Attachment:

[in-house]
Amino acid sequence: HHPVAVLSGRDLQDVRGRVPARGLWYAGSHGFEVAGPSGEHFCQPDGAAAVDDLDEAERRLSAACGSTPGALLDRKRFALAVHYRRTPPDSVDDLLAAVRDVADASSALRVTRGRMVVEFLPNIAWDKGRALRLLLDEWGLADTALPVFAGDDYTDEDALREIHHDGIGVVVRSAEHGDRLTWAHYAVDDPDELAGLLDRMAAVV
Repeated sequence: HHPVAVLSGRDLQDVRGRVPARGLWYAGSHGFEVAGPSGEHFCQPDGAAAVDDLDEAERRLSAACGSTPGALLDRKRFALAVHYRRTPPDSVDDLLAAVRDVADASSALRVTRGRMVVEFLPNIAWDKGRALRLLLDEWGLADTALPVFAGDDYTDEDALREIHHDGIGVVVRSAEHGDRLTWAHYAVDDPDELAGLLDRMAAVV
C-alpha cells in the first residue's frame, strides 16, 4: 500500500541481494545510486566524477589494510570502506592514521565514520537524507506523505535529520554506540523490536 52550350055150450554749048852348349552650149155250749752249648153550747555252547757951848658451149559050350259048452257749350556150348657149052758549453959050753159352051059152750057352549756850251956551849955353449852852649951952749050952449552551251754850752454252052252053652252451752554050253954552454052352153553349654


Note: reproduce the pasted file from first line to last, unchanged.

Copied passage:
[in-house]
Amino acid sequence: HHPVAVLSGRDLQDVRGRVPARGLWYAGSHGFEVAGPSGEHFCQPDGAAAVDDLDEAERRLSAACGSTPGALLDRKRFALAVHYRRTPPDSVDDLLAAVRDVADASSALRVTRGRMVVEFLPNIAWDKGRALRLLLDEWGLADTALPVFAGDDYTDEDALREIHHDGIGVVVRSAEHGDRLTWAHYAVDDPDELAGLLDRMAAVV
Repeated sequence: HHPVAVLSGRDLQDVRGRVPARGLWYAGSHGFEVAGPSGEHFCQPDGAAAVDDLDEAERRLSAACGSTPGALLDRKRFALAVHYRRTPPDSVDDLLAAVRDVADASSALRVTRGRMVVEFLPNIAWDKGRALRLLLDEWGLADTALPVFAGDDYTDEDALREIHHDGIGVVVRSAEHGDRLTWAHYAVDDPDELAGLLDRMAAVV
C-alpha cells in the first residue's frame, strides 16, 4: 500500500541481494545510486566524477589494510570502506592514521565514520537524507506523505535529520554506540523490536 52550350055150450554749048852348349552650149155250749752249648153550747555252547757951848658451149559050350259048452257749350556150348657149052758549453959050753159352051059152750057352549756850251956551849955353449852852649951952749050952449552551251754850752454252052252053652252451752554050253954552454052352153553349654